According to another 2018 study, a person who has had a silent heart attack has an estimated 35% higher risk of heart failure than a person without a history of heart attacks. People in their early 50s or younger have an even greater risk increase.

Moreover, a 2021 study suggests that people who have experienced a silent heart attack may have an increased risk of stroke later in life.

Learn about the risks of an untreated heart attack.

According to the AHA, silent or unrecognized heart attacks may occur more often in females than in males.

Risk factors for a silent heart attack, which are the same as for a recognized heart attack, include:

Some people may not experience any symptoms or signs of a silent heart attack, while others may experience nonspecific symptoms that they do not connect to a heart attack. These can include:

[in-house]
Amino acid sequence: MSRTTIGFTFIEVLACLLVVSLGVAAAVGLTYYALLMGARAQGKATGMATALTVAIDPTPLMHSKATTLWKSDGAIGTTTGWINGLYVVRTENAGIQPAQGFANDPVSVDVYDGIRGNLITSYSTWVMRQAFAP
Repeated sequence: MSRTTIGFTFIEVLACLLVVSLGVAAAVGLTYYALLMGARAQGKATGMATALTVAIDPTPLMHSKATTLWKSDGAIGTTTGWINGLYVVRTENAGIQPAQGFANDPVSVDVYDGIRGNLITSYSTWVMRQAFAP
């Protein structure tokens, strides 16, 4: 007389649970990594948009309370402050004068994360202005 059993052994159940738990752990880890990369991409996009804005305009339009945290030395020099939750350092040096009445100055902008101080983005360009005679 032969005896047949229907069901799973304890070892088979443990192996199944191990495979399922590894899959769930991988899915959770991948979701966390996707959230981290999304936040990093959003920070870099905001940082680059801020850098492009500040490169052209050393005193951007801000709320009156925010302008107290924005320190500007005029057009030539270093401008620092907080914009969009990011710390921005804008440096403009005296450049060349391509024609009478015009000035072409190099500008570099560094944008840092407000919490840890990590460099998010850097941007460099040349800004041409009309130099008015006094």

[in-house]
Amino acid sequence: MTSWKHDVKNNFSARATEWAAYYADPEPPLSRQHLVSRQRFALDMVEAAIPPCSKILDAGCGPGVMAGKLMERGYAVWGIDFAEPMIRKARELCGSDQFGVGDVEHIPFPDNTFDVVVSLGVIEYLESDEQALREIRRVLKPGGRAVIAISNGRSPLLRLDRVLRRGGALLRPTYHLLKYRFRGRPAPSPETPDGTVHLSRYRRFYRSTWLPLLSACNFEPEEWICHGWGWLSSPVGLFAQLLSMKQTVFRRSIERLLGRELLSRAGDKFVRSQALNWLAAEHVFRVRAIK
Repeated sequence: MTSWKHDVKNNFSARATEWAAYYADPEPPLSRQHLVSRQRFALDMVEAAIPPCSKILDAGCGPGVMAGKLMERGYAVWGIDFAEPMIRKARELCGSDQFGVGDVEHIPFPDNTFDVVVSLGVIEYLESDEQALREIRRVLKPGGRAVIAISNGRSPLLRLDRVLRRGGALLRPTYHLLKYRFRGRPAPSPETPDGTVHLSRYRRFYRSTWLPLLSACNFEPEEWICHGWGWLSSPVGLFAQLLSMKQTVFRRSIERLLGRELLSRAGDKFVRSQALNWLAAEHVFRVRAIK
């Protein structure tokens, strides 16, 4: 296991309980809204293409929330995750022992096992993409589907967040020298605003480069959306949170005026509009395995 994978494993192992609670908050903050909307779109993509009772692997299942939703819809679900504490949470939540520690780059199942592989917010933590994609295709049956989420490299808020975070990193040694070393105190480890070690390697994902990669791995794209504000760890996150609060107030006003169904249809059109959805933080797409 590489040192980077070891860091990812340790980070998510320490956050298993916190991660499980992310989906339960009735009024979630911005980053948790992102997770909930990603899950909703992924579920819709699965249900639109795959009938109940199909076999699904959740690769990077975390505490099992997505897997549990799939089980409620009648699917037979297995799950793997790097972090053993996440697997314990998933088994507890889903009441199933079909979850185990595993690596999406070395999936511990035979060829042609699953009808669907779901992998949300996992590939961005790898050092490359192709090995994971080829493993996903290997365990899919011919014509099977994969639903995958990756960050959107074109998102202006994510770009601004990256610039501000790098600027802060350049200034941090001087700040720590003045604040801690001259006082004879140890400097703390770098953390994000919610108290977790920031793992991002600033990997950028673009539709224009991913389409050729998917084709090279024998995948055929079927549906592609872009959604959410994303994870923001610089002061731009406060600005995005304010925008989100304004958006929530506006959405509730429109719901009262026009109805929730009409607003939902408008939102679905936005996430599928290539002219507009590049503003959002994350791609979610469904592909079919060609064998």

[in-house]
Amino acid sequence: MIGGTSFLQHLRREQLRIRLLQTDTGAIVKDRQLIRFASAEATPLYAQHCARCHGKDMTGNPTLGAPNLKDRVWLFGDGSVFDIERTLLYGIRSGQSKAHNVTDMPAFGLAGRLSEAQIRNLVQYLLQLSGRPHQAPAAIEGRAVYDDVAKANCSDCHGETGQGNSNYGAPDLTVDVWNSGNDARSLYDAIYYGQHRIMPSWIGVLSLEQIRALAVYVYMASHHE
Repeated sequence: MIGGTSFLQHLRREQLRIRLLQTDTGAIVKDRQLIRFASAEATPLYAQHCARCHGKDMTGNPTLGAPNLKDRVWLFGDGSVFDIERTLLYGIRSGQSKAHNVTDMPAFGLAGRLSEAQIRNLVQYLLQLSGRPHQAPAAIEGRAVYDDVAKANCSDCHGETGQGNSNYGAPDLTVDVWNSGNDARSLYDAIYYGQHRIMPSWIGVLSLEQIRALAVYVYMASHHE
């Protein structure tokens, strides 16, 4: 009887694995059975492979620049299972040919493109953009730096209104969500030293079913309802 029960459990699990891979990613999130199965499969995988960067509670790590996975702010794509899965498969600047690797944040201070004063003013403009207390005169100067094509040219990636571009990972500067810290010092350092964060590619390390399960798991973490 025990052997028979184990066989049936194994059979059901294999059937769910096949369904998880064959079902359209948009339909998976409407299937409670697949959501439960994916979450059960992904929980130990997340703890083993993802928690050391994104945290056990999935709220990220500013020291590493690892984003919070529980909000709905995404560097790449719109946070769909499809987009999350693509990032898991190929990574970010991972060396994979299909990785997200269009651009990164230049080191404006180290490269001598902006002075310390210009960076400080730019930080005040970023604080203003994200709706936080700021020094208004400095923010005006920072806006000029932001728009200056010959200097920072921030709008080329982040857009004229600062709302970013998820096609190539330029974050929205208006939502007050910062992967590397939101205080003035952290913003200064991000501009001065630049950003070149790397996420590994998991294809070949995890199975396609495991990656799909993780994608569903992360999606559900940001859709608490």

Learn more about the signs of a heart attack.

The duration of a silent heart attack can vary. If a person experiences symptoms, they should seek medical attention immediately.

When blood flow to the heart stops for around 20 minutes, the heart can sustain irreversible damage. However, this time frame can vary.

Learn about the different stages of a heart attack.

An individual who suspects they have symptoms of a heart attack should seek emergency medical attention immediately. They should call 911 and get an ambulance to take them to the hospital.

Learn about stopping a heart attack.

A lack of oxygen-rich blood to all or part of the heart leads to a heart attack. Most heart attacks are due to atherosclerotic heart disease. This condition develops when plaque builds up in the coronary arteries.